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This article in JEQ

  1. Vol. 26 No. 5, p. 1248-1254
     
    Received: Oct 11, 1996


    * Corresponding author(s):
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doi:10.2134/jeq1997.00472425002600050008x

Nutrients and Sediment in Runoff from Creeping Bentgrass and Perennial Ryegrass Turfs

  1. Douglas T. Linde * and
  2. Thomas L. Watschke
  1. D ep. of Agronomy and Environ. Science, Delaware Valley College, 700 E. Butler Ave., Doylestown, PA 18901;
    D ep. of Agronomy, Pennsylvania State Univ., 116 ASI Bldg., University Park, PA 16802.

Abstract

Abstract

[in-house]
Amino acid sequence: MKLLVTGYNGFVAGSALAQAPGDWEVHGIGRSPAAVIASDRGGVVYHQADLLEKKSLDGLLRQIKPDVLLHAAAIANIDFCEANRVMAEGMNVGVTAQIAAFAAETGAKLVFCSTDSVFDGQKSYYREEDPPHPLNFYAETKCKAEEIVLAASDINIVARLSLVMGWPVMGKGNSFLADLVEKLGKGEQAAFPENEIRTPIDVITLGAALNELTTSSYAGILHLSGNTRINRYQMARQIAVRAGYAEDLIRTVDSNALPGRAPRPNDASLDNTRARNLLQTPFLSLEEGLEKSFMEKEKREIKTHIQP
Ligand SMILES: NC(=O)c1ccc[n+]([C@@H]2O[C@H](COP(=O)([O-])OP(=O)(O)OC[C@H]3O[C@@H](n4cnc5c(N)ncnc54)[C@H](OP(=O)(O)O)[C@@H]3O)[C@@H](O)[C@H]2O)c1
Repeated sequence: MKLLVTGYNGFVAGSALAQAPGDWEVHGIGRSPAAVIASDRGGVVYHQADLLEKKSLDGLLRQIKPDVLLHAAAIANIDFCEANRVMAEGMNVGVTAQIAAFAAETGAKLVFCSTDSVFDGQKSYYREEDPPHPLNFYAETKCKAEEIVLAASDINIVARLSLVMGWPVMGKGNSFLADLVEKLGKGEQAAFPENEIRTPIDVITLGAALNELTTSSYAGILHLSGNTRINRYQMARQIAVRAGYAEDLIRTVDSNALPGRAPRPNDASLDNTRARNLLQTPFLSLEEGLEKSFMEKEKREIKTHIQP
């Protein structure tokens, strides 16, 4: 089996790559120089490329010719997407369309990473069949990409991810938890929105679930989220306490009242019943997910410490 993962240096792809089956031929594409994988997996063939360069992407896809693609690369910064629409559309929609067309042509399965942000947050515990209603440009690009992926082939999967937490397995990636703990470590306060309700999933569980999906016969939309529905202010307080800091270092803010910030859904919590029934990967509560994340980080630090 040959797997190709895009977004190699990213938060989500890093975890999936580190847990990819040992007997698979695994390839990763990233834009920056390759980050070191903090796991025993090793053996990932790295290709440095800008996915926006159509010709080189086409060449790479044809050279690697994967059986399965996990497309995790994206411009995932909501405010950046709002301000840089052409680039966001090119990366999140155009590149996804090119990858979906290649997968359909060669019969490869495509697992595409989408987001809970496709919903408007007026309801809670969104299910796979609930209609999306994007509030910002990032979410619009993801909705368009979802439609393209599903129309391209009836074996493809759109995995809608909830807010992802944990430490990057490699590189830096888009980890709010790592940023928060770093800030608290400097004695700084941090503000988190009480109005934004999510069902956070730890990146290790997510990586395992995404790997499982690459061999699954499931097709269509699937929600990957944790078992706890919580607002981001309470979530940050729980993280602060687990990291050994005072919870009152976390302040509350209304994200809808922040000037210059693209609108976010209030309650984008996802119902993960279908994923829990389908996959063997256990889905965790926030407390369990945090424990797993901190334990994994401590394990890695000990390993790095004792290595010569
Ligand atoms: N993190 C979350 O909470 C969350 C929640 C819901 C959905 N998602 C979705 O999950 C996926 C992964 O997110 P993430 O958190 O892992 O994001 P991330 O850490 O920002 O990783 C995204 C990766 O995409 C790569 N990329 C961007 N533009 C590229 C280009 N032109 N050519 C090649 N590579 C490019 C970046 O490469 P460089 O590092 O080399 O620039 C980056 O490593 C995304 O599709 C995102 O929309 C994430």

Although scientists have found little transport of nutrients to date in runoff from turfgrasses, more research is needed on a wider range of soil conditions and management scenarios. This study was designed to assess nutrient and sediment transport from creeping bentgrass (Agrostis palustris Huds.) and perennial ryegrass (Lolium perenne L.) turfs and to assess the influence that vertical mowing had on sediment transport. Sloped plots of bentgrass and ryegrass, maintained similar to a golf fairway, were irrigated to force runoff for the generation of runoff and leachate water samples. About 12 h before each runoff event, irrigation was used to equilibrate soil moisture for all plots. For four events, plots were treated with fertilizer at a rate of 4.9 g N m−2, 0.3 g P m−2, and 4.1 g K m−2 about 4 h after pre-event irrigation and 8 h before runoff. For another four events, plots were verticut 6 h before runoff. Water samples were analyzed for NO3-N, total Kjeldahl-N (TKN), phosphate, and sediment. Mean NO3-N concentrations rarely exceeded 1 mg L−1. Phosphate and TKN concentrations and losses significantly increased when runoff was forced 8 h after fertilization. On average for these events, 11% of applied P and 2% applied N was detected in runoff and 14% applied P and 3% applied N was detected in leachate. For all other events, nutrient concentrations and losses were consistently lower. Vertical mowing had little affect on sediment transport. Sediment transport from both turfs averaged 0.8 kg ha−1. On golf fairways, off-site movement of nutrients may happen if runoff occurs soon after granular fertilizer is applied to a nearly saturated soil.

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